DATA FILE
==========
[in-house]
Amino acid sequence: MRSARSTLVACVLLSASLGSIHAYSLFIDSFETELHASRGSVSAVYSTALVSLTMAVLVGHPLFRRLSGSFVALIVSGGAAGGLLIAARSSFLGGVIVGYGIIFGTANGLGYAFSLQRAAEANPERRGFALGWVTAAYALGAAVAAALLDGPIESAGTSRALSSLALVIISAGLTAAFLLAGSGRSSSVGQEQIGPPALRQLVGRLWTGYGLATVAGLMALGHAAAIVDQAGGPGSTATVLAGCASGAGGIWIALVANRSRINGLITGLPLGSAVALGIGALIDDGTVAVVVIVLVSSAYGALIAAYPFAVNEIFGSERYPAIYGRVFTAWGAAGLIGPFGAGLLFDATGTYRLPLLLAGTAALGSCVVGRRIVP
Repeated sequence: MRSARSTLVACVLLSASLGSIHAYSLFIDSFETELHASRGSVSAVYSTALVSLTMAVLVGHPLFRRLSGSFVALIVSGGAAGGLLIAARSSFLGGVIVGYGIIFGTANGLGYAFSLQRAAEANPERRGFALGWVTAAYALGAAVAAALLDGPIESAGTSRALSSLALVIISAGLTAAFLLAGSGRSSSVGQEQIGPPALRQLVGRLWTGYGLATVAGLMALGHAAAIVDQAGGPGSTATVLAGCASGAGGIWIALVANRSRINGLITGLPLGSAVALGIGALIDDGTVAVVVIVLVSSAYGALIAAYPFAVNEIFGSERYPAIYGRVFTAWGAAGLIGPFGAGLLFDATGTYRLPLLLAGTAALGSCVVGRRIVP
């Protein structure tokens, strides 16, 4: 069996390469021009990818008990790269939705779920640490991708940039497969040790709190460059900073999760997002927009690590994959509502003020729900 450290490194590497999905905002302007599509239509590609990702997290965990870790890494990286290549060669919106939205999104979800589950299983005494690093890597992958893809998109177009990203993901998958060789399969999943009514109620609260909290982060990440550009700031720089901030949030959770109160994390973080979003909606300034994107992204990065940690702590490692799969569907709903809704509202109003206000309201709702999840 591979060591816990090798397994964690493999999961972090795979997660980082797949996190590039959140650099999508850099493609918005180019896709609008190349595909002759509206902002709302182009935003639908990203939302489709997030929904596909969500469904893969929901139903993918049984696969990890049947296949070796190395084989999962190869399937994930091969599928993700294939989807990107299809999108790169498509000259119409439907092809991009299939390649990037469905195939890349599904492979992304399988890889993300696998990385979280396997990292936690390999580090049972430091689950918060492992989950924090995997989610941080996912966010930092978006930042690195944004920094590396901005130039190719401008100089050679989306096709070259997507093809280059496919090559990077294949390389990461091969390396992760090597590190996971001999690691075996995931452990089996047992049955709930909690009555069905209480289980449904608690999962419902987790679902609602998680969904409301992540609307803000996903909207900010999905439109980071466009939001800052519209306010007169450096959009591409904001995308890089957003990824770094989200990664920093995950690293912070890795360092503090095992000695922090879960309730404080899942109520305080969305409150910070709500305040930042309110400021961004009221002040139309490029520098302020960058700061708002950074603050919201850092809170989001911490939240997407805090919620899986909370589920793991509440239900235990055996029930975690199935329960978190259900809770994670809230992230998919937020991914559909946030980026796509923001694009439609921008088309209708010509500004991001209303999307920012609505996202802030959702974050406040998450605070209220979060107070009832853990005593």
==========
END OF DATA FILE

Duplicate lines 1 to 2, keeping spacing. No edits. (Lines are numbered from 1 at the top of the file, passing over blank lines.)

[in-house]
Amino acid sequence: MRSARSTLVACVLLSASLGSIHAYSLFIDSFETELHASRGSVSAVYSTALVSLTMAVLVGHPLFRRLSGSFVALIVSGGAAGGLLIAARSSFLGGVIVGYGIIFGTANGLGYAFSLQRAAEANPERRGFALGWVTAAYALGAAVAAALLDGPIESAGTSRALSSLALVIISAGLTAAFLLAGSGRSSSVGQEQIGPPALRQLVGRLWTGYGLATVAGLMALGHAAAIVDQAGGPGSTATVLAGCASGAGGIWIALVANRSRINGLITGLPLGSAVALGIGALIDDGTVAVVVIVLVSSAYGALIAAYPFAVNEIFGSERYPAIYGRVFTAWGAAGLIGPFGAGLLFDATGTYRLPLLLAGTAALGSCVVGRRIVP